Wednesday, April 30, 2008

Developing Local Solutions to Local Problems

The push is on to develop non-edible feedstock for biofuels. The most popular approaches are cellulosic bio-alcohols and algal biodiesel. But there are other non-edible feedstocks for biodiesel, including Jatropha Curcus. The shrub does not tolerate frost well, but that only means that jatropha is more appropriate for tropical climates than temperate ones. Mexico is one example of a country well sited for growing jatropha.
Global Clean Energy Holdings, Inc. (OTCBB: GCEH) announced today that it has formed a 50-50 joint venture with Los Angeles Businessmen Stewart A. Resnick and Selim K. Zilkha, both highly accomplished entrepreneurs who have developed successful agricultural & alternative energy companies. The joint venture’s mission is to acquire and develop non-food based land in Mexico to grow Jatropha curcas and commercialize oil and biomass derived from its fruit and seeds. Global Clean Energy Holdings and the joint venture partners have created a wholly-owned Mexican corporation to pursue these acquisition and development activities. Global Clean Energy Holdings, Inc. will manage the operations of the corporation and expects to consolidate the results for financial reporting purposes.

Under the terms of the joint venture, the investors will provide the capital to acquire the raw land and fund operations. The land the joint venture will plant and grow Jatropha on is non-productive land that has never been used for food production or for other agricultural purposes. __Source
Mexico's petroleum production has been dropping steadily, and the country is in need of other cash crops for export.

Meanwhile, north of the US, Canadian researchers are learning how to adapt algae for biodiesel production in conjunction with energy plants fired by coal and tar sands.
Backed by oil companies and utilities, Canadian researchers are plowing ahead with plans to develop algae farms that will convert carbon dioxide from oil sands projects and coal-fired power plants into biofuels, chemicals and fertilizers.

Algae ponds that use photosynthesis to feed on CO{-2} are common in warmer climes, but until recently, few thought they would be productive in Canada's harsh conditions. Now a consortium led by the Alberta Research Council has completed research that suggests the algae would thrive under northern light and temperatures, with an appropriate covering for winter months.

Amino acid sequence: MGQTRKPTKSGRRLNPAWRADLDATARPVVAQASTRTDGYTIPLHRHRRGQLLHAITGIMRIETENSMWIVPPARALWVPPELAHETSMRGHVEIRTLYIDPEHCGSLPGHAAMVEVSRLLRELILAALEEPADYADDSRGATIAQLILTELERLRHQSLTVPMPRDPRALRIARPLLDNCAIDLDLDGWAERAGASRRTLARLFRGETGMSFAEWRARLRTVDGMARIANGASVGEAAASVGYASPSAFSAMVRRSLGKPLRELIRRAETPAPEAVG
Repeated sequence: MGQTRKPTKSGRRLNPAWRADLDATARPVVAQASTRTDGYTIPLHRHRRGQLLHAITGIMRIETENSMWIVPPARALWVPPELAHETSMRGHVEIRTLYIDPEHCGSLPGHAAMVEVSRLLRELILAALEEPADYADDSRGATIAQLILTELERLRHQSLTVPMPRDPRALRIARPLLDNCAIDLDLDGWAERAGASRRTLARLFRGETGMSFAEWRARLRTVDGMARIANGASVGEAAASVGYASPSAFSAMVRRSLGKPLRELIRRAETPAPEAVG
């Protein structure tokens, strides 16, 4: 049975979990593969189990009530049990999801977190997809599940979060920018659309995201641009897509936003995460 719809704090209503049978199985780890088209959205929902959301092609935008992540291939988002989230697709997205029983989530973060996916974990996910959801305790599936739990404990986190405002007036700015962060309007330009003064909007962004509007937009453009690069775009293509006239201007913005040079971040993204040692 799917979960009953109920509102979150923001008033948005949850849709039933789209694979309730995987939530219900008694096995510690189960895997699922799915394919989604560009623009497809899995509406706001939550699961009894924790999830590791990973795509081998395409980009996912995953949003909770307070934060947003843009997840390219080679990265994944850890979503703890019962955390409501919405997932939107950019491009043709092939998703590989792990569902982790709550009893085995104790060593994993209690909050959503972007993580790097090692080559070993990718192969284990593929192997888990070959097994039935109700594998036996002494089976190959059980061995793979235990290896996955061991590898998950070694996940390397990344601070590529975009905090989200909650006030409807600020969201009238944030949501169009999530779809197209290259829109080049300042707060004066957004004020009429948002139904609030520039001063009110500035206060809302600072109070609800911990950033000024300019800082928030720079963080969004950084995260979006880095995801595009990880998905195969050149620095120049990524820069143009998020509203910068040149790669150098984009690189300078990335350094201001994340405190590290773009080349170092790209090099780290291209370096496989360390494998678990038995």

"What we are doing is transferring [the algae systems] into more temperate climes, which is a big step and something that no one ever believed would be viable; but we have demonstrated that that's not true," John McDougall, chairman of the Alberta Research Council, said in a telephone interview after presenting results of the first phase of the project to research partners. __Source
The journalistic spin on the story suggests that CO2 sequestration is the primary motive behind the Canadian project. In reality, the high prices for oil present justification enough to attempt to recycle precious CO2 emissions as bio-fuel.

The latest climate data are not reassuring to CAGW true believers. Rather than an imminent global warming, the threat is for global cooling instead. Global cooling presents far greater dangers of food shortages, reduced length of growing seasons for crops, more droughts, and a generally less hospitable environment for humans.

Al Gore is building a huge empire based upon the public's gullibility regarding climate. He has been aided by the wild-eyed Professor Hansen, the one you see on all the news and talk shows in spite of being so heavily censored by political opponents.;-) But how long can this disingenuous duo continue to dupe the media and the public?

Biofuels is not about reducing CO2. It is about providing abundant and renewable energy sources as part of an overall energy portfolio. The idea is to match local resource solutions with local problems.

Labels: , , ,


Post a Comment

Subscribe to Post Comments [Atom]

<< Home

Newer Posts Older Posts